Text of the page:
|BMG Direct number D160616 on back of "Love, Elvis"|
In some cases it was not possible to
produce enough CDs (or the title wasn't available) so that the barcode of standard discs got pasted over with a
In this way the club members could purchase these reduced discs but couldn't get replacements in a normal store because of the sticker.
|Sticker above the barcode||Standard back cover|
Unfortunately these discs don't have the collector's value of a normal club CD. This lies in the fact that everyone can create his own "Club CD" by attaching a sticker above the barcode
|Elvis Presley Legacy CD with punched code|
In individual cases it may be that not the barcode but the spines had been punched.
Partly the barcode or the cover also got pasted over with a sticker marked with "NFS" (Not For Sale).
Are these punched CDs more valuable?
Basically not. But it may be that a disc doesn't exist in another form (e.g. "Elvis Jukebox"). Then we have a high value for collectors.
And what about "NFS" sticker CDs?
Partly the barcode or the cover also got pasted over with a sticker marked with
"NFS" (Not For Sale).
|Back of "Love Songs" with NFS sticker over barcode|
Since these discs are marked individually you can assume a higher value. But since they are no "real" promo discs their value for collectors isn't as high as for the extra pressings.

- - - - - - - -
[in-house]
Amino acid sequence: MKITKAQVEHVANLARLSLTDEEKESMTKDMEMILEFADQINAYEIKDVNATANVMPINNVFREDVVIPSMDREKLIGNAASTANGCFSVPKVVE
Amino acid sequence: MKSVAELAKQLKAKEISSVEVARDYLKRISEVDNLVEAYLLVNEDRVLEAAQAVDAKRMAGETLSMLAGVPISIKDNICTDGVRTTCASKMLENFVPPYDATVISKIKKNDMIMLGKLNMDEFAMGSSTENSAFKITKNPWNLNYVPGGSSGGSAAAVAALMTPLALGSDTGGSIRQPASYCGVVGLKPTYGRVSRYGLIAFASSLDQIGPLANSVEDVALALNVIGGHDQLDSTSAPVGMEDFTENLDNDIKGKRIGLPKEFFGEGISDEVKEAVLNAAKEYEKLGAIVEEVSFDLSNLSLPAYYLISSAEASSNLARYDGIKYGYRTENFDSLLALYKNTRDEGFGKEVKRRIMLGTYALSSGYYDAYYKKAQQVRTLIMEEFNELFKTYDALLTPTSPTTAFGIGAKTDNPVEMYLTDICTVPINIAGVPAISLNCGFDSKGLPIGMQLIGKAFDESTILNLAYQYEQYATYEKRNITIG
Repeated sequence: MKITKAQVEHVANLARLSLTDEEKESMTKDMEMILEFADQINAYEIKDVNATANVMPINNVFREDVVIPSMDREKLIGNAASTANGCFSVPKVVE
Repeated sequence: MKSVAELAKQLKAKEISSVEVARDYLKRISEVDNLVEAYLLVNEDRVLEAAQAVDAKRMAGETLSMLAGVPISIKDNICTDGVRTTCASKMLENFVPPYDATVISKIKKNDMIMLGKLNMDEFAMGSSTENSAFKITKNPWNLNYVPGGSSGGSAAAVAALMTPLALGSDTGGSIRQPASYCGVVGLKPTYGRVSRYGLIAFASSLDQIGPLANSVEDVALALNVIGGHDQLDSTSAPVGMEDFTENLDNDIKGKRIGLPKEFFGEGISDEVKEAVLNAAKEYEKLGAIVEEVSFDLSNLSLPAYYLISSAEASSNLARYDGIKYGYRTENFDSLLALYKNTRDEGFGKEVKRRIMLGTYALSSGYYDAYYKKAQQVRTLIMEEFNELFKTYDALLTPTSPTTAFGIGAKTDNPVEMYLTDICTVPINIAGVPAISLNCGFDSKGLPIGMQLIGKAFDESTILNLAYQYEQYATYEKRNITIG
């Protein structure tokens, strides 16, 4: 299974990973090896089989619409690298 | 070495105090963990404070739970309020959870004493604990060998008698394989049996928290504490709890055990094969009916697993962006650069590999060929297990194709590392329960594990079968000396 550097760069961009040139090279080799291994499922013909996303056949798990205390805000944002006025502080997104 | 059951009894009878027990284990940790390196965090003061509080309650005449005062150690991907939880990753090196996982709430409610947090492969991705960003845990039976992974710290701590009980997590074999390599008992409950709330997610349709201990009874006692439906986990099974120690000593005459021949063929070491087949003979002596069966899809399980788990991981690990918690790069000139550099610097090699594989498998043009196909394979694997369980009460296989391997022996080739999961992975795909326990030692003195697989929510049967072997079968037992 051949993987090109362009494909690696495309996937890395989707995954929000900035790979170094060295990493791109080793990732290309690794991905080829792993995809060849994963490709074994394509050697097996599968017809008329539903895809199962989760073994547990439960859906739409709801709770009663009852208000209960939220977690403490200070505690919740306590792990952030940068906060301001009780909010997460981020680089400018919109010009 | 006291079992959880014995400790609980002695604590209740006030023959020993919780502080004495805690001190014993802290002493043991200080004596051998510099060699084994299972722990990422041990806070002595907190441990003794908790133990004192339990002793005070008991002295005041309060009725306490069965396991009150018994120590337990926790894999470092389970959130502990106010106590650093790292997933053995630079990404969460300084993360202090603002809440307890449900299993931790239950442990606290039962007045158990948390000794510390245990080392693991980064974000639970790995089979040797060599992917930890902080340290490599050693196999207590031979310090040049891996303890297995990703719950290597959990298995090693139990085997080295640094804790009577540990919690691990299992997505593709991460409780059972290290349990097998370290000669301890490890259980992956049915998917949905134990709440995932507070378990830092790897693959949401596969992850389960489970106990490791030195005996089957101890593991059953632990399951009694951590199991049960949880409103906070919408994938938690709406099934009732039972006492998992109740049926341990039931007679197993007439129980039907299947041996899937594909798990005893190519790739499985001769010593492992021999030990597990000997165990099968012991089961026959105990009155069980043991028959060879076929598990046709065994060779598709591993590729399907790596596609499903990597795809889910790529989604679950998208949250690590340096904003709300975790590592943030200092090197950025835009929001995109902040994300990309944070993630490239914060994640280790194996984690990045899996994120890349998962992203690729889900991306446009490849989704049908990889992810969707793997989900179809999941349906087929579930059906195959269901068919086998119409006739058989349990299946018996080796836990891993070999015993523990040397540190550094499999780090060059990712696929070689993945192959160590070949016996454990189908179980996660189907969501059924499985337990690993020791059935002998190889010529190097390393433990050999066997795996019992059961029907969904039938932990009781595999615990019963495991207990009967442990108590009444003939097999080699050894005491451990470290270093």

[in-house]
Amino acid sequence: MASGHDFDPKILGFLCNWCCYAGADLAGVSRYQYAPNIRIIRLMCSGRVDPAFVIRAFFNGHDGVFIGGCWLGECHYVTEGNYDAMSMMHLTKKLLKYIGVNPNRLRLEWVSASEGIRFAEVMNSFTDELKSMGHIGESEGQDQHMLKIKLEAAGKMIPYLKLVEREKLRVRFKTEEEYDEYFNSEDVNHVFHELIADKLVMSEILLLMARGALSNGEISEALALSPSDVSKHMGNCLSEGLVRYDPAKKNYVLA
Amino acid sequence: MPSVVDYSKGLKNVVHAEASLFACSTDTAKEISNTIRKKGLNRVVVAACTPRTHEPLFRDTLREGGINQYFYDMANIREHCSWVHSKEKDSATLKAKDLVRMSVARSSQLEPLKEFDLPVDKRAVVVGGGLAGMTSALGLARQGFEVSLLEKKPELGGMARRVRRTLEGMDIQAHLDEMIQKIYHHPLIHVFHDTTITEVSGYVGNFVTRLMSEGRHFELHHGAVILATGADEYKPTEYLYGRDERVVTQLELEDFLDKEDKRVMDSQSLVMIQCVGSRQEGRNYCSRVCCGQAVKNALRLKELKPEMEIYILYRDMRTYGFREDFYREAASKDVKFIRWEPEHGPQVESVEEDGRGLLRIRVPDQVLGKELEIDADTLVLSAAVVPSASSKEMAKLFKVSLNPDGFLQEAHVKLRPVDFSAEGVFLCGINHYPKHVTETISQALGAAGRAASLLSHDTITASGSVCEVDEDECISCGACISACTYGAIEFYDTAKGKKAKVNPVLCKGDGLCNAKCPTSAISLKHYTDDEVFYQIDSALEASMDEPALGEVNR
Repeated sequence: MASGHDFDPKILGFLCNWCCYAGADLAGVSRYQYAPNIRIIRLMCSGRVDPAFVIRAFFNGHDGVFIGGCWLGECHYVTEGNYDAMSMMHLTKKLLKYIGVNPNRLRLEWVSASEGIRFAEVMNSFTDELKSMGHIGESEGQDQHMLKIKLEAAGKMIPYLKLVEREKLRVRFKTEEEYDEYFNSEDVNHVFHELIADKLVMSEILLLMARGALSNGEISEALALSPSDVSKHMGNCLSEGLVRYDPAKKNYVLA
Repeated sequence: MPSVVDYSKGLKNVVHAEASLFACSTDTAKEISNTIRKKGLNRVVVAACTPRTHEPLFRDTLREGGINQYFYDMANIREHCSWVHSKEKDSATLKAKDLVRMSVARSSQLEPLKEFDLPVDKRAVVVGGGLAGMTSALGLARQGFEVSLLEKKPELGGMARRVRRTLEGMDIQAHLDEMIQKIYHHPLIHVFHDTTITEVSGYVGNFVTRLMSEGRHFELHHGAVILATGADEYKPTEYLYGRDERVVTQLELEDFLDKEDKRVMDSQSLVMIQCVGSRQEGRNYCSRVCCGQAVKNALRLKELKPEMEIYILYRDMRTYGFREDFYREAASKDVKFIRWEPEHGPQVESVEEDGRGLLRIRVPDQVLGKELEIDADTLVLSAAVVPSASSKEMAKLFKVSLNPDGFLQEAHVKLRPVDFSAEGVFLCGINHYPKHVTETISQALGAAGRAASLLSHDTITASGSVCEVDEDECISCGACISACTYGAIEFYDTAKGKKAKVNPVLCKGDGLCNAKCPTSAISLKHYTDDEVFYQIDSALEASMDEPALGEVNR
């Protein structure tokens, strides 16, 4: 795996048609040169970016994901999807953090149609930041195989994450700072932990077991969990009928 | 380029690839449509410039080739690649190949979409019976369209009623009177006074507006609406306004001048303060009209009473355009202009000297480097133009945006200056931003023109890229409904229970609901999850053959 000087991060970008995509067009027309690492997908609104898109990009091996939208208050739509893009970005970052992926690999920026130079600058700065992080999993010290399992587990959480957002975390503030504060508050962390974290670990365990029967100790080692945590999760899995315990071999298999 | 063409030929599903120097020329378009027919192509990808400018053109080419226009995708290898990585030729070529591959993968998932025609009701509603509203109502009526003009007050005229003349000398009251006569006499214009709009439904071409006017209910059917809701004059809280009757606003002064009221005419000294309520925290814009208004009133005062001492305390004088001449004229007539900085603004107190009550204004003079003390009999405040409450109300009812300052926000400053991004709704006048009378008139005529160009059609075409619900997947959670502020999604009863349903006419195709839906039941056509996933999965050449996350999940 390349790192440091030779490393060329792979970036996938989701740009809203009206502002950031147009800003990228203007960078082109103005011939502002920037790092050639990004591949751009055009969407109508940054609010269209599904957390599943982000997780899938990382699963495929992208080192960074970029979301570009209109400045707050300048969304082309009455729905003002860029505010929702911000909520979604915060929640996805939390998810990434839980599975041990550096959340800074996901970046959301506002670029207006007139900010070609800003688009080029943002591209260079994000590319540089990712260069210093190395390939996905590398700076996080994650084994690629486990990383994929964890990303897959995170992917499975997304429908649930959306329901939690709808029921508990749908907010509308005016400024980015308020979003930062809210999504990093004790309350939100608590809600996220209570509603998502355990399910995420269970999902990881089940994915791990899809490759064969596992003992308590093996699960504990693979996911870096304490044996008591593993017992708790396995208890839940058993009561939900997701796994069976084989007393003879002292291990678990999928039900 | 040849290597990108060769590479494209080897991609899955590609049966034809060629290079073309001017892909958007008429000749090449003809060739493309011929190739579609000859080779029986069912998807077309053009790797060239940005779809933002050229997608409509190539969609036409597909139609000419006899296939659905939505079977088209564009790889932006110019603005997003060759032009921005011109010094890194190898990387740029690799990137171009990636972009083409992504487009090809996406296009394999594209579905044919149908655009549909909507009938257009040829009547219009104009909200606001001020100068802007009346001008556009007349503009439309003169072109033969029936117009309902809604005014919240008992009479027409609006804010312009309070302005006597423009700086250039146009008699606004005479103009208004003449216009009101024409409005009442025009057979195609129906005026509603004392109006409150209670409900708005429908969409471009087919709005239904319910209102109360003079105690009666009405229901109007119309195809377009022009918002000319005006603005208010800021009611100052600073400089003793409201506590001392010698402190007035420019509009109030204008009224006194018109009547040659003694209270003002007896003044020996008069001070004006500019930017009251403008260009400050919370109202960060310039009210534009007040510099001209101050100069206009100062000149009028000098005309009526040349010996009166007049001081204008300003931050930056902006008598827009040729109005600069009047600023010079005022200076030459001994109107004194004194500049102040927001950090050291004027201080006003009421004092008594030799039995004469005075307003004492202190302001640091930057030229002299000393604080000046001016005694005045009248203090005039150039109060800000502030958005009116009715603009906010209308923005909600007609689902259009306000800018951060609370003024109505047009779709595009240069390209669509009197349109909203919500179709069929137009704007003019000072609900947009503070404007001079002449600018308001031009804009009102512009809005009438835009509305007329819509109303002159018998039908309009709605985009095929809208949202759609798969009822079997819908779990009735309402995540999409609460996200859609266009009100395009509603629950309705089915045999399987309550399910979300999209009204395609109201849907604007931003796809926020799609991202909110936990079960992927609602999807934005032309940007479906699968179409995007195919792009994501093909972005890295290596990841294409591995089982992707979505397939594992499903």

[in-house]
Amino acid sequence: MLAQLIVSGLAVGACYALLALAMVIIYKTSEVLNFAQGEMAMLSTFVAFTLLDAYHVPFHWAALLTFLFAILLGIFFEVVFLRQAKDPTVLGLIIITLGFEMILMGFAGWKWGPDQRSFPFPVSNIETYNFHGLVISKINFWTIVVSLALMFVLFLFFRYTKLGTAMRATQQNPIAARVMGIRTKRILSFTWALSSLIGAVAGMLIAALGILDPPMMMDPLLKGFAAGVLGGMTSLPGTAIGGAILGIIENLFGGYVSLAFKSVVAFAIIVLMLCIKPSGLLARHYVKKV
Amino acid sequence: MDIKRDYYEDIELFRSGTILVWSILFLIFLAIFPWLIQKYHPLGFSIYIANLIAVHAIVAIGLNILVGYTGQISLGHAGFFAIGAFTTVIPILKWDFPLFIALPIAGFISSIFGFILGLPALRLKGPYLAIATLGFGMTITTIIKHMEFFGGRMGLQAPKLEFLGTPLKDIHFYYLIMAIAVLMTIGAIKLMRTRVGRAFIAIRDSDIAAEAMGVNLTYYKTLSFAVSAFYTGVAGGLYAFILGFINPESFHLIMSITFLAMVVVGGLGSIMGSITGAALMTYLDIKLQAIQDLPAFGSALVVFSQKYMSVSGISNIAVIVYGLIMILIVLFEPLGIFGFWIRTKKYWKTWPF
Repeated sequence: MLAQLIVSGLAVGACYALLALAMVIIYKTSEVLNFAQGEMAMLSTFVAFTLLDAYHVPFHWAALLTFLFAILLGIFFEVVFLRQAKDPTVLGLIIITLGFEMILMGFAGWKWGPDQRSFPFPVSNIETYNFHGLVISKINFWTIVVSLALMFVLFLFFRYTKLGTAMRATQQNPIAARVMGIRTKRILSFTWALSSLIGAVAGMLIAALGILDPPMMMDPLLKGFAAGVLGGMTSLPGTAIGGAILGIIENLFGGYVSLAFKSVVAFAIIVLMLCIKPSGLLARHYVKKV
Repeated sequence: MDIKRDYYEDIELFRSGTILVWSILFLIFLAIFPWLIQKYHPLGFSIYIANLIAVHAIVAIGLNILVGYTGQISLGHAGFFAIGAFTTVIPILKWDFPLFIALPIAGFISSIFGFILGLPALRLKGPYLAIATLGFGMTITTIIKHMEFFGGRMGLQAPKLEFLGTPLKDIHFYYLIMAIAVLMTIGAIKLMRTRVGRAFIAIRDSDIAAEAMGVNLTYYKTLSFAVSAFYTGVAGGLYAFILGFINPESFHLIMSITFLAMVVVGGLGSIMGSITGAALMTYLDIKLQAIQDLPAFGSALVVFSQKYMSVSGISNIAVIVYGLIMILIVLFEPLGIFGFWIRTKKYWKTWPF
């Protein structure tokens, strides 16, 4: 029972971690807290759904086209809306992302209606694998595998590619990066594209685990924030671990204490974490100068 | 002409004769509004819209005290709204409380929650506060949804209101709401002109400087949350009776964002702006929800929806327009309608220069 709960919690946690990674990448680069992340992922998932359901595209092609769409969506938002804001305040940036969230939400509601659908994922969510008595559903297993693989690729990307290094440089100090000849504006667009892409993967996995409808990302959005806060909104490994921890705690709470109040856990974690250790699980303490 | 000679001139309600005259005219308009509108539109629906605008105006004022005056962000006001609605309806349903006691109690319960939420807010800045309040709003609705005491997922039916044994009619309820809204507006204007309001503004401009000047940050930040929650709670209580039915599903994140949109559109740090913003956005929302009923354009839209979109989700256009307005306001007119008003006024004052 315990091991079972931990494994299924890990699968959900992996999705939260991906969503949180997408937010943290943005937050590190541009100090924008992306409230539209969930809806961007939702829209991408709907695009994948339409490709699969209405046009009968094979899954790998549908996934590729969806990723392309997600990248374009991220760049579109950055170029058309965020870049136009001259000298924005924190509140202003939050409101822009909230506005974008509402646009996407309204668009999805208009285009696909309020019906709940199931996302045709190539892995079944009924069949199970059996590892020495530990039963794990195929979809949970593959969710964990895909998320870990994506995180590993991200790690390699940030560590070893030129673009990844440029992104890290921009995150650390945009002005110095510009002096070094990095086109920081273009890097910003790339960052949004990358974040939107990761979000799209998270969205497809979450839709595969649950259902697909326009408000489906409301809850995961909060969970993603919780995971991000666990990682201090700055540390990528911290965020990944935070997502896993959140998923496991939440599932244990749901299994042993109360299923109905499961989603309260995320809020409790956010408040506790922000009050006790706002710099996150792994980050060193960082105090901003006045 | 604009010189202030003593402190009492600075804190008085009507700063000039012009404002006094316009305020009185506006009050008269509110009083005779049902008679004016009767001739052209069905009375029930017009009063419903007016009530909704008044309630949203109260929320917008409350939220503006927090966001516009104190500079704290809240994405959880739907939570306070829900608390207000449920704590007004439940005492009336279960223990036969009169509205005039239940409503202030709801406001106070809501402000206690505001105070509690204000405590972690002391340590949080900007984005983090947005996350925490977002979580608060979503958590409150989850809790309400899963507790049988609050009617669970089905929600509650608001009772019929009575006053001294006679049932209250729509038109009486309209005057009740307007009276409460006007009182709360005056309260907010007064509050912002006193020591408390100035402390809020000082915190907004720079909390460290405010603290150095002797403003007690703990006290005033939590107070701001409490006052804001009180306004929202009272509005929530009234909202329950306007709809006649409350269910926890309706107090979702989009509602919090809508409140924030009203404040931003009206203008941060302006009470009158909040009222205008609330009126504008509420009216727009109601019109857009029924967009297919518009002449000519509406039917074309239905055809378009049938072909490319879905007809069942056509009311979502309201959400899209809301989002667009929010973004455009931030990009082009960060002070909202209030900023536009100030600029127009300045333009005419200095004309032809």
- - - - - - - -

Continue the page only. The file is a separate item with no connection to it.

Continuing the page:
At some track listings you can see codes like this
This is the ISRC code.
The International Standard Recording Code (ISRC) is a unique identifier for music recordings where one identifying code is allocated to each version of the recording.
Using the example of "Stuck On You" we try to explain the ISRC format:
"Stuck On You" was edited in the year 2002 and used first on the CD "ELV1S - 30 #1 Hits". The song got the code US-RC1-02-00338
Two characters issued by the ISRC Agency
A three character alphanumeric code issued by the ISRC Agency
Year of Reference
The last two digits of the year in which the ISRC is assigned to the track.
With some exceptions BMG and Sony used the registrant code RC1, Sony-BMG the registrant code A82.
The year of refrrerence can be the year of the recording or the year of the editing.
Where is the code stored?
The codes are encoded in the disc subcode in the disc mastering process. You need special computer software to display the codes.
Why is the code important?
You can identify whether your new CD includes new remastered songs or not. You can also find out which take of the song or which live recording is used on the sampler CD.... and much, much more.
Once an ISRC code has been assigned to a track the code should remain the same for the lifespan of the track.
Any new or materially changed recording must be provided with a new ISRC
Is this a reliable method to identify the songs?
Generally speaking it is a reliable method, but as always it is not flawless either.
In some cases wrong codes were used in the mastering process. For example all codes are wrong on the 1999 issue of Elvis Presley (enhanced).
On Elvis CDs we have the IRSC code since 1994.
Unfortunately not on all releases. For example all "Follow That Dream" CDs don't have any code.
When there are reissues of older CDs, the songs get no IRSC if the same pre-master was used.
Okay... and how can I use these informations now?
Take the code US-A82-08-00584. This is the code from the
"Sweet Caroline" (February 16 - 1970, DS), edited in the year 2008
and first used for "On Stage - Legacy" in the year 2010